Two passages of Scripture intersected for me this morning in a way I had not anticipated nor expected. One was in the Old Testament . . . the other, in the New. The first passage is twelve verses long and about 395 words. The second, is but a small part of a verse, and just 5 words. The Old Testament passage is unquestionably holy ground . . . every time you approach it, there is a sense of awe, wonder, and humility. The New Testament passage, if I’m any indicator, is probably passed over without much thought most times. But not this morning.
Finished up Luke 23 this morning. Jesus has breathed His last on the Romans’ cruel cross. A centurion has praised God, declaring the man Jesus to be certainly innocent and undeserving of death. The crowds have departed. Those who followed Him are standing at a distance watching these things. And Joseph, a man who was looking for the kingdom of God, asks for the body of Jesus . . . quickly prepares for burial . . . and lays it in a tomb cut in stone. And then, records Luke, . . .
On the Sabbath they rested according to the commandment. (Luke 23:56b ESV)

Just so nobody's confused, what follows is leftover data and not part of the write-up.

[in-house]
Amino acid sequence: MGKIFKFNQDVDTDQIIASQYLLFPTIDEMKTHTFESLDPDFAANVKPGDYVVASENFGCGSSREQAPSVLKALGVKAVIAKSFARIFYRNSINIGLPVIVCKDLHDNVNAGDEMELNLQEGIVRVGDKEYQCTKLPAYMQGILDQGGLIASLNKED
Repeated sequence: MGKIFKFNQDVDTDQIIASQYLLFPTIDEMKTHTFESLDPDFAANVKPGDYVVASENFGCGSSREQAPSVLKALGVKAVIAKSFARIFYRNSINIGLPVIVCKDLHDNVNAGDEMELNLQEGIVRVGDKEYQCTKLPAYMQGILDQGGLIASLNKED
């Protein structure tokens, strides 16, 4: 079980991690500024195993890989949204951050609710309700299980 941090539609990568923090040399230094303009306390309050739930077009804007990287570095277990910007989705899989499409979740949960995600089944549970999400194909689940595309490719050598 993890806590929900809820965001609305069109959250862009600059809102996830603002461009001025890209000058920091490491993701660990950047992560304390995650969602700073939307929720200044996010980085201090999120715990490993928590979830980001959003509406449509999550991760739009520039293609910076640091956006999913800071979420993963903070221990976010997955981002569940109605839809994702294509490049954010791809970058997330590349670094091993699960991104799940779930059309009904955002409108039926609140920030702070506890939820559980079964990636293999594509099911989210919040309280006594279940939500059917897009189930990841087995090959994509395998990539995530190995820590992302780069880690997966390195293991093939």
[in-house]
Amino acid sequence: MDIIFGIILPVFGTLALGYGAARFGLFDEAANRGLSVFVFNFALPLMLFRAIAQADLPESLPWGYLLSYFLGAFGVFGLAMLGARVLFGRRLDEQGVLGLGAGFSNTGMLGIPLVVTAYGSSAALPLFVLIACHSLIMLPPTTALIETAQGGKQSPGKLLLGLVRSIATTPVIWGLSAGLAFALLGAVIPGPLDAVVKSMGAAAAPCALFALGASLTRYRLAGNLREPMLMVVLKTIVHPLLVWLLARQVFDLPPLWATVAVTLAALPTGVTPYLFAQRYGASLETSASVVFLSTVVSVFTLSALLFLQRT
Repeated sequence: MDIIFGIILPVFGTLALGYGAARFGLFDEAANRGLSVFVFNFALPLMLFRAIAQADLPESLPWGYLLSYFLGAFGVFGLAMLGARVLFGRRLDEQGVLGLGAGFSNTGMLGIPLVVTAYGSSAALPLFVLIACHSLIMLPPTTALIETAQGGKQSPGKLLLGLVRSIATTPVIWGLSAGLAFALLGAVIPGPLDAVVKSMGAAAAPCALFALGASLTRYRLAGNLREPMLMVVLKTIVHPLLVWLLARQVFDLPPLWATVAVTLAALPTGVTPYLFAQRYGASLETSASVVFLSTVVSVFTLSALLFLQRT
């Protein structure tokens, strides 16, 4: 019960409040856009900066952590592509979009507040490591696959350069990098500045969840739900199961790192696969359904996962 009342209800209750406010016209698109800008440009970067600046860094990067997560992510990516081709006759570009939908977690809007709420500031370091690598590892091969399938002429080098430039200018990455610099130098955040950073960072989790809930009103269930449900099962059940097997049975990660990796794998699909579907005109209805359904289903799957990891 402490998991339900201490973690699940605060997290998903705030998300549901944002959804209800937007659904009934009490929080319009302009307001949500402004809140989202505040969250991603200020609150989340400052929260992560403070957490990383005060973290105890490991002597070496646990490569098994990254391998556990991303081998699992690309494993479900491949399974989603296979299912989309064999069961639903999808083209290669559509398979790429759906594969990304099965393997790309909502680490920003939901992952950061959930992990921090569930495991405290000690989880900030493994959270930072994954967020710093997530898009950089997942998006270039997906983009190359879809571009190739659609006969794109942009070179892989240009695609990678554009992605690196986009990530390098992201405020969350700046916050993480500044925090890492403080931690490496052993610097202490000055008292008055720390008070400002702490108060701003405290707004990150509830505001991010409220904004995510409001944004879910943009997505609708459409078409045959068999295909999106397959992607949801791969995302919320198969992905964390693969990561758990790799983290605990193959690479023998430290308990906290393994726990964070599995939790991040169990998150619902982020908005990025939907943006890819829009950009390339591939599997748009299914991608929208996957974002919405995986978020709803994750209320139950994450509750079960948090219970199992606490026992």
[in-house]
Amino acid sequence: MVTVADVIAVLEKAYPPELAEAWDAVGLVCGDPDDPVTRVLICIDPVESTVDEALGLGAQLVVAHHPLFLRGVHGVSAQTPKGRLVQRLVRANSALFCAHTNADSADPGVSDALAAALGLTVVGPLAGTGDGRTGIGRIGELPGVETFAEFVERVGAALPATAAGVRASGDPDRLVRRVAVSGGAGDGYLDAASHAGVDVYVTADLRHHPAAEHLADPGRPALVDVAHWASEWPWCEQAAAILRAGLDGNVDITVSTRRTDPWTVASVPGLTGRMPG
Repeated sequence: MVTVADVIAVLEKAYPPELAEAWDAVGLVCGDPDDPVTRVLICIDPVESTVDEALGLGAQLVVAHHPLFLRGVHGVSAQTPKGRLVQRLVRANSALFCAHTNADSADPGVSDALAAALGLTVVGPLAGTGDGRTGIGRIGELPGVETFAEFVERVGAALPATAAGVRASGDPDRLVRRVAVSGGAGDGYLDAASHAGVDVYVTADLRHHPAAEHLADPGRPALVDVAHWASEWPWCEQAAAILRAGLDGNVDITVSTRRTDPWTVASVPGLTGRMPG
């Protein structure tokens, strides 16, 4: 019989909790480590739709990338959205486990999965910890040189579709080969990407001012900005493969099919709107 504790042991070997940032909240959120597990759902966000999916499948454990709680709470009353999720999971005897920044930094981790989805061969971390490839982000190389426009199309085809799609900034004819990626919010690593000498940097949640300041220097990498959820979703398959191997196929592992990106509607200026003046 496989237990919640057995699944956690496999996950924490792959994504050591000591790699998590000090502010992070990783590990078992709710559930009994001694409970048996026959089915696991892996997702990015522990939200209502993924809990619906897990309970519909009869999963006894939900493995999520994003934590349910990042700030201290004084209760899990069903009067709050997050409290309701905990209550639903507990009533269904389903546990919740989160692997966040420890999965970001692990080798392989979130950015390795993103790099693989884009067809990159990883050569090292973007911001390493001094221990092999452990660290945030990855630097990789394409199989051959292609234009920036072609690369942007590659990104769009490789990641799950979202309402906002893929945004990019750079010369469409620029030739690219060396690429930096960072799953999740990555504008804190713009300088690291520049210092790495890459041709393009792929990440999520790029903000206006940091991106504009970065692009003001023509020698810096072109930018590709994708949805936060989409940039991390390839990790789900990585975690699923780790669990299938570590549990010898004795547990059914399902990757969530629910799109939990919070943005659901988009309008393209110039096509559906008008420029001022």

On the Sabbath they rested. Those are the five words resonating within my soul. On the day commemorated as the day of finished work, they rested. They had no idea!
They had no idea of the transaction that had just taken place on that cross on Calvary. The hours of darkness . . . the rending of the temple curtain from top to bottom . . . they had no idea what had taken place. They wearily rested their bodies and souls in apparent defeat on that Sabbath. When, in fact, they would soon realize that it was their first rest of victory over sin and death! Cue the other passage, Isaiah 53.
My Old Testament readings preceded my New Testament ones. So, before getting to Luke, I had just been lingering over Isaiah 53. Moved again at the thought that it was God’s will to “crush” His beloved Son. Reminded again that He has borne our griefs . . . carried our sorrows . . . was pierced for our transgressions . . . was crushed for our iniquities . . .
. . . upon Him was the chastisement that brought us peace, and with His stripes we are healed. (Isaiah 53:5b ESV)
The LORD had laid on Him the iniquity of us all . . . and upon Him was the chastisement that brought us peace. And on the Sabbath, the day of finished work, they rested.
It is the peace secured for all men . . . the rest made available to all people . . . appropriated by faith.
It is the rest possessed by the people of God, those who have believed Isaiah’s report . . those to whom, by God’s grace, the arm of the LORD has been revealed. A rest entered into the moment we believed. The rest re-entered into every time our flesh wins a skirmish and sin, crouching at our door, ensnares us. He bore the sin of many . . . and He bore our many sins . . . that I might know the rest of His finished work. Knowing that as I confess my sin, He is faithful and just to forgive my sins and to cleanse me from all unrighteousness (1John 1:9).
Praise God for such rest! To Him be all glory!